This project explores confluent quoting operations in extensions of formal languages such as λ-calculus and type theories. The goals is to establish weather quoting is an acceptable constructive principle.
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Quoting is a fundamental linguistic operation. Its rôle is to turn expressions back into syntactic objects allowing us to discuss it from a syntactic point of view:
“read” has four letters.
The sentence ““read” has four letters.” has four words.
In some programming languages, such as LISP or Scheme, quoting is a fundamental operation as well. There the quoting operation takes an expression and turns it into its abstract syntax tree, which then can be manipulated and evaluated.
While quoting in LIPS or Scheme is practical and useful, there is a theoretical catch: one cannot rewrite under the quote (except for unquoted sub-expressions). The reason is that such a rewring would fail to be confluent. In Scheme,
(quote ((lambda (x) x) 3) evaluates to a completely different expression than
(quote 3), even though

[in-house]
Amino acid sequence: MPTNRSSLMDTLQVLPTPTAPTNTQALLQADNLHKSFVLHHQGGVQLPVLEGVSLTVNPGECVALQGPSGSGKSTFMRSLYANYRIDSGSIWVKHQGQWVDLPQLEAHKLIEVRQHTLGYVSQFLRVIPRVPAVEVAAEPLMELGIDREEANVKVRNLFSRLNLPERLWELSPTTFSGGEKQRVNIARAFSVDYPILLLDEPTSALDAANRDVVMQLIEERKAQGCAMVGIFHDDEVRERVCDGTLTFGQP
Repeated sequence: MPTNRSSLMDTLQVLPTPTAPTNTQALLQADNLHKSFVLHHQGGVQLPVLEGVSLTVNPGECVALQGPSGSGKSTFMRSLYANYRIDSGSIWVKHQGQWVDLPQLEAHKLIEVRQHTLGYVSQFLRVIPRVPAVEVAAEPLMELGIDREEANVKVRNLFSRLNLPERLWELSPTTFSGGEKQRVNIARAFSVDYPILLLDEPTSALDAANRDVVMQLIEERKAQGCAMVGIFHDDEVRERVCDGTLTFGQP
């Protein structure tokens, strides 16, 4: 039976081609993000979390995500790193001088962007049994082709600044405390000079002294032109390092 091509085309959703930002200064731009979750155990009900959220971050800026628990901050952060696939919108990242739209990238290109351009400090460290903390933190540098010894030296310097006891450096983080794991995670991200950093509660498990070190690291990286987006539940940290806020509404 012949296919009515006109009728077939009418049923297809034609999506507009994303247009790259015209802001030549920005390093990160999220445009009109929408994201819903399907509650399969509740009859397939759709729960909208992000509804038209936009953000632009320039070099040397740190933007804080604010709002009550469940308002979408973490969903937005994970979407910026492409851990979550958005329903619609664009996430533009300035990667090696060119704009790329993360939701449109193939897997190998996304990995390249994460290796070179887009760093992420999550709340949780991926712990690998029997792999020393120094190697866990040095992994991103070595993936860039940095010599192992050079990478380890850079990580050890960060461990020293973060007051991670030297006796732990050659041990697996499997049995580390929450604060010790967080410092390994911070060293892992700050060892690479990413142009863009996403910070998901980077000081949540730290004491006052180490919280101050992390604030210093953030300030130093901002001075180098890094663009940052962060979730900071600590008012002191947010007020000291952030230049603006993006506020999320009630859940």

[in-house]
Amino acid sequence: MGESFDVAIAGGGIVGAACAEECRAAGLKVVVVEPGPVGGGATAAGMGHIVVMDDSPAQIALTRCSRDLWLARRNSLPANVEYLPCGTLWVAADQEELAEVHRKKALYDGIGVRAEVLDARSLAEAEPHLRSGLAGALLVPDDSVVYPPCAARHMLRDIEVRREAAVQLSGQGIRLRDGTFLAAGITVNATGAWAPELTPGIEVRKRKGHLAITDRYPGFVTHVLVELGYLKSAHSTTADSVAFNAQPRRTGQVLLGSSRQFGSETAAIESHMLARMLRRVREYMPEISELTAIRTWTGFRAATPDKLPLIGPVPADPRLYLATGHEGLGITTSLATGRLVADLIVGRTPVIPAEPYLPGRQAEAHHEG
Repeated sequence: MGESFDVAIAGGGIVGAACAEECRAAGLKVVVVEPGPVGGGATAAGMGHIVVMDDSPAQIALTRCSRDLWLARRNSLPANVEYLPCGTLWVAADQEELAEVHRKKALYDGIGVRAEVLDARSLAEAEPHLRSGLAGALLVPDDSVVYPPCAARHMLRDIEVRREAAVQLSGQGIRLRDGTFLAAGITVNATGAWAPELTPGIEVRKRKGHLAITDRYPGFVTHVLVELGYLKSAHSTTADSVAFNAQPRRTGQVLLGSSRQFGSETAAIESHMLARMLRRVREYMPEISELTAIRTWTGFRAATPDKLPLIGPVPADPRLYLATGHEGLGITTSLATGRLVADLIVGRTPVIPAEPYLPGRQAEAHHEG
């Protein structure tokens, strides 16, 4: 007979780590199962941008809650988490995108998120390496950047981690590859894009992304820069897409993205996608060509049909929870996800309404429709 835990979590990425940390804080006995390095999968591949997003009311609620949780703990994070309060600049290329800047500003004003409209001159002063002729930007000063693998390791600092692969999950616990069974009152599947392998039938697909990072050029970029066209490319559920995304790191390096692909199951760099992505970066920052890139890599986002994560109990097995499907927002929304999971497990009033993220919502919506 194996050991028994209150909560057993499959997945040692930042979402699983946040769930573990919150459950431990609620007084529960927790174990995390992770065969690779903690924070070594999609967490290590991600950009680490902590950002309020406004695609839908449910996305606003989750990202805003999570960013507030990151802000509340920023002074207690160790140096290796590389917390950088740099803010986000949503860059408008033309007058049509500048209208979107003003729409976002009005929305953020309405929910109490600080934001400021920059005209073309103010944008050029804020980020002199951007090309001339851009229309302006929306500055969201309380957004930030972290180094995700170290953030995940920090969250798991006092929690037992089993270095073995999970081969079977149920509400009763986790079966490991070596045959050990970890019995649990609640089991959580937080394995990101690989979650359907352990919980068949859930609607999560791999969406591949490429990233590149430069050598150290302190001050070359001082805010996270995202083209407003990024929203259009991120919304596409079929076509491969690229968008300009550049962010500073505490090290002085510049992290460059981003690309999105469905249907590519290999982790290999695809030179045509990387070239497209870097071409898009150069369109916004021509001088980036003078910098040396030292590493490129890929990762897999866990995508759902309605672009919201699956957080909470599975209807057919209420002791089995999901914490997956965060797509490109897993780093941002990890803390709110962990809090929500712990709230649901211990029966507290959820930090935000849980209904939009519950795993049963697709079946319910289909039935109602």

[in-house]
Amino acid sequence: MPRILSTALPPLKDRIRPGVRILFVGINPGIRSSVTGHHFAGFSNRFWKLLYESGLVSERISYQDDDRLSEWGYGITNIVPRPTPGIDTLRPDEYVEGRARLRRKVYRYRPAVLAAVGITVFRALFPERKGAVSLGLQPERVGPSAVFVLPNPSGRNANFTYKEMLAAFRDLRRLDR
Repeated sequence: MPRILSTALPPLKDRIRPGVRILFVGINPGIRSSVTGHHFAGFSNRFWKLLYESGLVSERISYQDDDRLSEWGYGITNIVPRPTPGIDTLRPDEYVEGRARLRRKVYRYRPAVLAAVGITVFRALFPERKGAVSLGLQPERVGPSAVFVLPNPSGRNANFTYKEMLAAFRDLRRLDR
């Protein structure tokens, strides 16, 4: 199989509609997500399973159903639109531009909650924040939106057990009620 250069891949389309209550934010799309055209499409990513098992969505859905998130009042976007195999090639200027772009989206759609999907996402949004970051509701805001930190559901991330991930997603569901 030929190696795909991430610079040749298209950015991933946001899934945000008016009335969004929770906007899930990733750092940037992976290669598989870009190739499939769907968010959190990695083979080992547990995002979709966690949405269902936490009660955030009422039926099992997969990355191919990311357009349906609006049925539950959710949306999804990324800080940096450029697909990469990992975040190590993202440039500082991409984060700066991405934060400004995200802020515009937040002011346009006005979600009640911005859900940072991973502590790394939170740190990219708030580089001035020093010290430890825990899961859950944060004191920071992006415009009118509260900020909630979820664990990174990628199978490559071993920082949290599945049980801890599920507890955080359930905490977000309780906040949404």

((lambda (x) x) 3) evaluates to
Further complications arise when evaluation is mixed in. While the following expression gives an error:
> (((lambda (y) (lambda (x) y)) (eval 'x)) 3) Error: eval: unbound variable: x
the following β-equivalent expression returns a value:
> ((lambda (x) (eval 'x)) 3) 3
This is one of several ways Scheme does not behave confluently, but this way is particularly notable because quoting is not an inherently imperative or stateful operation. We may therefore wonder if there is some other way of handling quoting which would result in a more theoretically sound reduction calculus.
In order to study quoting, we introduce an extension of λ-calculus with a quoting operation. In order to deal with the issues sketched above, the quoting operation is a variable binding operation and we allow rewring expressions under quotes. In fact, we only compute quotes of expressions once they are reduced to weak head normal form.